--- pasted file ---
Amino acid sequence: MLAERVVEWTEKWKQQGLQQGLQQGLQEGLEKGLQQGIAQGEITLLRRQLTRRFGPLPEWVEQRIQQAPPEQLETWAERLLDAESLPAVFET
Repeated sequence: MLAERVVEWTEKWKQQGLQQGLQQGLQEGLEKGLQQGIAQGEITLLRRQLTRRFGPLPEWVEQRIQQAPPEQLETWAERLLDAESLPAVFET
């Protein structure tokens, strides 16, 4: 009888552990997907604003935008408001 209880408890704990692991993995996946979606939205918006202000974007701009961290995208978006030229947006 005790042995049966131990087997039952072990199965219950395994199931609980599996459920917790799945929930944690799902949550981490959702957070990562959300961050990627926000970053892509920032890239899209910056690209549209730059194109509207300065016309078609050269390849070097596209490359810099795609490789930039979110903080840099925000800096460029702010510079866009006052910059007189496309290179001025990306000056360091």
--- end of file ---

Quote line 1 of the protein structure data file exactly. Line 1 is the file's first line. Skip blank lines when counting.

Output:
Amino acid sequence: MLAERVVEWTEKWKQQGLQQGLQQGLQEGLEKGLQQGIAQGEITLLRRQLTRRFGPLPEWVEQRIQQAPPEQLETWAERLLDAESLPAVFET